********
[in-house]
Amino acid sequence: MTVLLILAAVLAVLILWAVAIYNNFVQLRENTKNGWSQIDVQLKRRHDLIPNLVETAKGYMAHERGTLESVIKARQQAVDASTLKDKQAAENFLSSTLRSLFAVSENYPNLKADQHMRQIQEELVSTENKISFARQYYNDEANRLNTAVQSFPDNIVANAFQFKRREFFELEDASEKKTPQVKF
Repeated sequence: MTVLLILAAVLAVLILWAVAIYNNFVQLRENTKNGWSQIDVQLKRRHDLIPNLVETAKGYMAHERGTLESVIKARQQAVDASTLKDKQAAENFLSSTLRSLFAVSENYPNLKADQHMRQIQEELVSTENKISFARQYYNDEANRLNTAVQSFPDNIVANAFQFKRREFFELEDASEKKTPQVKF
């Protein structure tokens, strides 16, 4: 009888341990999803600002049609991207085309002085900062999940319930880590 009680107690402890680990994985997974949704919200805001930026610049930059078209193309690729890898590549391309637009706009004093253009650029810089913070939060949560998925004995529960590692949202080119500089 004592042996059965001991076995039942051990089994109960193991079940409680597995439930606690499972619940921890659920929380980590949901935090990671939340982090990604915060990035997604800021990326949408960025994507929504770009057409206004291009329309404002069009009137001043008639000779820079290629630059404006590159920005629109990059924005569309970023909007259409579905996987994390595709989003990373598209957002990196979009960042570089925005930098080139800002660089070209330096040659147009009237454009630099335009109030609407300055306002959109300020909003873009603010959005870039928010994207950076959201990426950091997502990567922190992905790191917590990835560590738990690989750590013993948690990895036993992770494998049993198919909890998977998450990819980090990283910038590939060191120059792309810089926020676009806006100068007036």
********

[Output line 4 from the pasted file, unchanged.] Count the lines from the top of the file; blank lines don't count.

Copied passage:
């Protein structure tokens, strides 16, 4: 009888341990999803600002049609991207085309002085900062999940319930880590 009680107690402890680990994985997974949704919200805001930026610049930059078209193309690729890898590549391309637009706009004093253009650029810089913070939060949560998925004995529960590692949202080119500089 004592042996059965001991076995039942051990089994109960193991079940409680597995439930606690499972619940921890659920929380980590949901935090990671939340982090990604915060990035997604800021990326949408960025994507929504770009057409206004291009329309404002069009009137001043008639000779820079290629630059404006590159920005629109990059924005569309970023909007259409579905996987994390595709989003990373598209957002990196979009960042570089925005930098080139800002660089070209330096040659147009009237454009630099335009109030609407300055306002959109300020909003873009603010959005870039928010994207950076959201990426950091997502990567922190992905790191917590990835560590738990690989750590013993948690990895036993992770494998049993198919909890998977998450990819980090990283910038590939060191120059792309810089926020676009806006100068007036």